(3) I am a prolific writer.  Between March 2012 and June 2013, I released five complete novels, two different box sets, an anthology, and a cookbook.  I would have no patience for a publisher and the time it takes to follow the road of traditional publication.  I would lose patience with waiting months and months between releases.

(4) I get to make all the decisions about titles (ugh, my last title took me MONTHS of candidates before the final decision), cover art, branding, marketing, and deadlines.  I don’t need to have any of these things approved or revised or dictated by any third party individuals or committees. In the end, the decision and the responsibility is mine.

(5) I realize that, just as missionaries and evangelists throughout history have done, I operate under a stigma in this field.  So many reviews I get, from readers and NOT professionals within the industry, praise the editing and formatting of my books.  That tells me that the vast majority of ebooks, whether independently published, small press, or large press, are simply not well formatted, and I know many indie published books aren’t well edited.

I have the benefit of a husband who supports my writing in every single facet of it.  He founded Olivia Kimbrell Press and I know that the mission of that press will grow to include more voices who share my writing mission. My husband and I are one. We pray together before embarking on any project. He edits my work, and is as skilled as any professional editor.  He formats my work and has learned everything he can about formatting eBooks AND print books.  The end result is a book that is published and distributed by an indie press of such high professional quality that it meets or exceeds the caliber of anything a traditional publisher can produce.

Indie publishing completely suited me.  But, I had a massive mountain to climb with it, too.  I had to learn the publishing industry.  I had to discover what publications to read, how to glean information from them, and what to take away from them.  It wasn’t easy because it was all brand new to me.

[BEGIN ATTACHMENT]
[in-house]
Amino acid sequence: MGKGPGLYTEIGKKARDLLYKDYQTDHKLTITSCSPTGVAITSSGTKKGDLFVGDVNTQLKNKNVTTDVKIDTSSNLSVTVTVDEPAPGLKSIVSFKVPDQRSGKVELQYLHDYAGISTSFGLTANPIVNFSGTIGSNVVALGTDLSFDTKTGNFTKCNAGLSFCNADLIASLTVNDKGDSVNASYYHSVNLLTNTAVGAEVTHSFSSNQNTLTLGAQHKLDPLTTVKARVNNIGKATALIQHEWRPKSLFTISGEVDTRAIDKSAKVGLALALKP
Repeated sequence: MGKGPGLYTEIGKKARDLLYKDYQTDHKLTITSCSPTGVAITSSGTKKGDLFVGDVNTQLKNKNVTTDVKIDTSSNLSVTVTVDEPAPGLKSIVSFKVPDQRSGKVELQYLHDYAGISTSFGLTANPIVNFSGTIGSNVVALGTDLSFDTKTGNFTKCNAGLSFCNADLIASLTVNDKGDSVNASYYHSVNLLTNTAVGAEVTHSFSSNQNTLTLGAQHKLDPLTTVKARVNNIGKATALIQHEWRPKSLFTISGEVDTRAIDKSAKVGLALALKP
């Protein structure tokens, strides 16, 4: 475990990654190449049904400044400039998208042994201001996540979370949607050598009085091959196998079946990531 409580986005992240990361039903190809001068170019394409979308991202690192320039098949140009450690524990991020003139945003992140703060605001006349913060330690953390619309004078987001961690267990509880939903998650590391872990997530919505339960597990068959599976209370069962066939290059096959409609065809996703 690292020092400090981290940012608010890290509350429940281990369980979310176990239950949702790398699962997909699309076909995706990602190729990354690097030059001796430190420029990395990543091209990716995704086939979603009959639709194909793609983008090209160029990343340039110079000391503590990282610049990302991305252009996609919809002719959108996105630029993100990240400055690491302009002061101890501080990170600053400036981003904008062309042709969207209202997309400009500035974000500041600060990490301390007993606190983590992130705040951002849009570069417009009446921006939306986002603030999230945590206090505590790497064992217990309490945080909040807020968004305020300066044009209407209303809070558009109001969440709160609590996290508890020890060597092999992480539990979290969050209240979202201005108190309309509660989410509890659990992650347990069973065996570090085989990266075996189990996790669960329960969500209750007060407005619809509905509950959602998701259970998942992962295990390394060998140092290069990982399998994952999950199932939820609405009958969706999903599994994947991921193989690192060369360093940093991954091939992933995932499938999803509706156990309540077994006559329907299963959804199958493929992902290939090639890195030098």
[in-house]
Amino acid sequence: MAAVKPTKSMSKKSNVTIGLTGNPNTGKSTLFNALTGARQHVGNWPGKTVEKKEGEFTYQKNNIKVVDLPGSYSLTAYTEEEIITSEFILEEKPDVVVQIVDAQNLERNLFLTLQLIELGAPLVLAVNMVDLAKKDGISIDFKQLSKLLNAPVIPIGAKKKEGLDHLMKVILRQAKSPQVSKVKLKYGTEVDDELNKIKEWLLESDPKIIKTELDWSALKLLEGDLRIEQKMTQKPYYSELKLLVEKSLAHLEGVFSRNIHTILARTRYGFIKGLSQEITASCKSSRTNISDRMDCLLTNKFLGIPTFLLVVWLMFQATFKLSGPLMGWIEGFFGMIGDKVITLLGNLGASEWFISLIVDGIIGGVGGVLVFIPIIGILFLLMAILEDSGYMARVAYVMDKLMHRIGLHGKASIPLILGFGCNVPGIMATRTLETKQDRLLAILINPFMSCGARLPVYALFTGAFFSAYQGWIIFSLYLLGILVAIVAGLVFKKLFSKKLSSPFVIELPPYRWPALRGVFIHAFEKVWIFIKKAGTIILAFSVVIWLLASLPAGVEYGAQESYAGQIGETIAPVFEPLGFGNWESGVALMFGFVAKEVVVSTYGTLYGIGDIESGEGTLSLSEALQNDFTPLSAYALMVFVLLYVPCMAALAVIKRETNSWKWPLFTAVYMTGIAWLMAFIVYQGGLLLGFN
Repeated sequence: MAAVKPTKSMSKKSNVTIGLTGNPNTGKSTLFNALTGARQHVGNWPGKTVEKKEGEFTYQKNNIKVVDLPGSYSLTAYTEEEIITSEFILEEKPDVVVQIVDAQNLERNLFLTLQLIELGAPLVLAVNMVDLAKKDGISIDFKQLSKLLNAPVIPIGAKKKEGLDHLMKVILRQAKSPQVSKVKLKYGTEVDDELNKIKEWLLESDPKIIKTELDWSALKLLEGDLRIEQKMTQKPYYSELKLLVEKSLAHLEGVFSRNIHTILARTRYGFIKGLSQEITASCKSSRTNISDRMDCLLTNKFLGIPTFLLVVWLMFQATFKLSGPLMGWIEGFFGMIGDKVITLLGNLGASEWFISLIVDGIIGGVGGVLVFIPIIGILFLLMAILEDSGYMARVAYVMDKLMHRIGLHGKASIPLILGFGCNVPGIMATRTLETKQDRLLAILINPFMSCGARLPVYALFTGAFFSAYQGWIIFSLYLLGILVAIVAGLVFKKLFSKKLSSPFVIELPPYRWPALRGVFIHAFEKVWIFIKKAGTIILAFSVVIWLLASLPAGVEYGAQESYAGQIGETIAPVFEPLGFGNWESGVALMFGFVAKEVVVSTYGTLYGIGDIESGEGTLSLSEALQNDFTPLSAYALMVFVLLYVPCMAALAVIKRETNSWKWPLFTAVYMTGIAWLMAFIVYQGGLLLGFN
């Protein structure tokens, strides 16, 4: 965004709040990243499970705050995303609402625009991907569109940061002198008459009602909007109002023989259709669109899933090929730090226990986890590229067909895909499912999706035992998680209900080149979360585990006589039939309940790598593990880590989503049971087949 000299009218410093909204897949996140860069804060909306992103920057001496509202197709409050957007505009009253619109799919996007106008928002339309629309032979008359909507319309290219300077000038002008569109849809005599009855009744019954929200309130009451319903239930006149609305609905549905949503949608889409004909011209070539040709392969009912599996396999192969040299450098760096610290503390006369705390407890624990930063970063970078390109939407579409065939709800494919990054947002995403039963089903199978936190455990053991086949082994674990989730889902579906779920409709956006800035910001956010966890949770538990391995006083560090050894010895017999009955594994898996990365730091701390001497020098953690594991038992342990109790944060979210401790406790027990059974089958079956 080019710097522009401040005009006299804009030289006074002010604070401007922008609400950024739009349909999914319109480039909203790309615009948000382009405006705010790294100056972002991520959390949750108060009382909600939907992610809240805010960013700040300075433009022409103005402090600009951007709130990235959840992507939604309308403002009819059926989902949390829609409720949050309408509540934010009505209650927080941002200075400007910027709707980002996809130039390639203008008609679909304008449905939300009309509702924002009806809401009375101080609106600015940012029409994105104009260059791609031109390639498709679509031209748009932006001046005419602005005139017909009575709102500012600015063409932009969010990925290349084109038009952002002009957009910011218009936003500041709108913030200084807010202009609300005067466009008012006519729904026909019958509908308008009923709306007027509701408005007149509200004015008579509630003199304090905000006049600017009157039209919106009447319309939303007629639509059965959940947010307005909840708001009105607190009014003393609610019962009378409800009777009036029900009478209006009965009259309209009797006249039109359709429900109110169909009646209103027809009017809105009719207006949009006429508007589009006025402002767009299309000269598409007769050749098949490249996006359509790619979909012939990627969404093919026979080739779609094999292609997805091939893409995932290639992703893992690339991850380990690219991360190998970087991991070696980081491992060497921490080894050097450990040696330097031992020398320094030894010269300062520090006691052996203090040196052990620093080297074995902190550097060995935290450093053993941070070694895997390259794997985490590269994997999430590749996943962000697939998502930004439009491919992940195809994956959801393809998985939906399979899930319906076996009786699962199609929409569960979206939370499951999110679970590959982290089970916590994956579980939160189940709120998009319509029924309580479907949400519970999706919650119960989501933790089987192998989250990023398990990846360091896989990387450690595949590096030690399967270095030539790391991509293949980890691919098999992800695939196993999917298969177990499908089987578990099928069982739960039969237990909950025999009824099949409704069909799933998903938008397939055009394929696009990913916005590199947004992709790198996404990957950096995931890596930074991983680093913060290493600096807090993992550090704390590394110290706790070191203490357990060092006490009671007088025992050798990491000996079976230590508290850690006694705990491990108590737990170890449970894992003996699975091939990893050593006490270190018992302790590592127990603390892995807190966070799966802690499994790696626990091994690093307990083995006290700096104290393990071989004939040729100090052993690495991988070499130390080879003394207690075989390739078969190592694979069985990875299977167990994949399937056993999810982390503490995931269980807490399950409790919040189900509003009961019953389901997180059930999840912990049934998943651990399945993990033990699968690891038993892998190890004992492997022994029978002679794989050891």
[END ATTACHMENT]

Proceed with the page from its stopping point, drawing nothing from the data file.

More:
I had to develop a fan base — and that took almost a full year.  I published my first book in March 2012, and February 2013 all (at the time) four of my books made it into Amazon’s Top 100 for Christian Romances for the first time.  That took a tremendous amount of social media and networking work on my behalf, because I didn’t publish through a publisher who already had a large customer base.

Along the way I had to actually battle just to gain acceptance and credibility in my chosen mission field.  Until just a few weeks ago, even the American Christian Fiction Writers considered self publishing a short-cut to “actual” publishing.  They have (wonderfully so) recently changed that wording on their website.

The writing and publishing were the easy part.  Suddenly, my life was consumed with marketing and networking, and my writing time was slashed in half.  That is simply the life of an indie published author.  But today, now that I have a good base built, I am able to pull back from it slightly and focus on writing again, letting the writing time outweigh the marketing time.

It has been a tremendous path, and one that I would gladly take again.  And, honestly, after delving deeply into the publishing world, reading all that I can about publishing news and industry information, I would not choose to publish traditionally, especially now that I have a choice.

melodyforjamesfinal2.7-200x300You can learn more about Hallee and her books at http://www.bridgemanfamily.com/hallee/book-samples/song-of-suspense-book-1-a-melody-for-james/

Find Hallee’s books:
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Find Hallee online:
Her Blog — Facebook — Twitter — Google+ — Goodreads — Manic Readers

Janalyn Voigt